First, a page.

Family Day is a winter holiday, which was also a lot of fun Up North. Pictured here is my sister and I – me with my all time favourite winter coat. It had all kinds of pockets, was just like Han Solo wore on Hoth, and it appears to have a badge of some kind (I’m sure there’s a story behind that, which I’ve since forgotten).
Family vacations for us, as with many people, were camping around the province. It was significantly less expensive alternative to staying at hotels or cottages. We made our own fun, and trekked to our sights – we often never knew what we’d see nor where we’d find those sights, but we always found something. In this picture we bought a second hand pop-up trailer (the first of two we’d own). Even when at home the trailer would be set up for us kids to “camp out”.
A lot of the time we didn’t have a trailer, instead we had those big canvas tents, to which I still maintain a nostalgic admiration and contempt. They were heavy, were a pain to put up, leaked, never quite zipped up all the way, but we sure had a lot of fun in them. But even under those circumstances, my mother made sure we kept a civilized campsite. We must have stayed in nearly every provincial park, but at each stay we kept a clean site, ate very well and had a lot of fun.
We’d travel from camp to camp and picnic for lunch. This not only saved money, but it allowed us to see more, and of course hang out as a family. When we did get stop for a burger it was a treat, and it felt that way. This picture is at a rest stop near Martin River, along Highway 11. I have a lot of fond memories of these stops – often having little unexpected adventures on the way to the destination. Many years later I would stop at this exact spot with my nieces and nephews in tow, about to have an “incident” because my niece refused to use the portable toilets they have now.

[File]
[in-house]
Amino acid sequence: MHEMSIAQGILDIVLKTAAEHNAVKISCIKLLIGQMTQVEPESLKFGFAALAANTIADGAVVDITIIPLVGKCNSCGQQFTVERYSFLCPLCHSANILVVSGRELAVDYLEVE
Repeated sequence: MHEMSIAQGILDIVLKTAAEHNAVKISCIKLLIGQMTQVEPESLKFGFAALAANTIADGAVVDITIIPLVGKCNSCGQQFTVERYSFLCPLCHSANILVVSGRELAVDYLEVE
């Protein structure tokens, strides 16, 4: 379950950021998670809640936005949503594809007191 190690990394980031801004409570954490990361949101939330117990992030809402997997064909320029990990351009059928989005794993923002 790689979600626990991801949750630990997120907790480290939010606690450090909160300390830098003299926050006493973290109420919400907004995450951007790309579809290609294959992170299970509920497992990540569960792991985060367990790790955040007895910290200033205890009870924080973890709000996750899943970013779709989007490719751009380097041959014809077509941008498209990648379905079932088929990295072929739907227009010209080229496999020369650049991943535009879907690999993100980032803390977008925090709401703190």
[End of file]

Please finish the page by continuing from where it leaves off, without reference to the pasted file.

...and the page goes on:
I traveled with a dog back then too, and as it turns out, one that looks very similar to Nancy. This dog’s name is Sassy, and she was a great dog. She was sweet but had a mean streak when necessary (she once took on a bear, but that’s another story). Here my brother keeps Sassy close for protection. (I would have been very, very upset to discover Sassy on Pieter’s bed rather than mine.)
It seems everyone I talk to about camping had at least one big, epic, family vacation. For us it was an almost circuit tour of the province, camping and checking out the sites everywhere along the way. The is (Magpie) High Falls in Wawa, a place my father spent a lot of time in his youth, and wanted to make sure to bring us kids to see it. Here my brother, sister and I play close to the falls – which you’d be blocked off from doing now.
We spent nearly the entire summer driving from Hamilton to past Thunder Bay, then back around the northern part of highway 11 then back down south. We checked the map and expected to have covered the entire province, and I remember thinking about how much we didn’t see, how huge the province was – and so the country, the world really was. Maybe next year.
For kids the best part of staying at provincial parks was that they nearly always had a beach. Here my sister and mother ham it up for the camera, with my brother holding one of the foster children we used to take in. I believe my parents may still have at least one of those coolers.
I’ll leave you with a picture parents might enjoy. This is from a tour of the Subury mines. Not sure where we found a jail there, but after a long day, but perhaps we weren’t as well behaved as my memory suggests. Happy Family Day. Hope these pictures remind you of your own family trips, vacations and days spent together. As always, I’d love to hear about them. Leave a comment, send me a message on facebook, or if you do find your own pictures, post them up on the (Sub)urban Tourist’s page. I’d love to see them.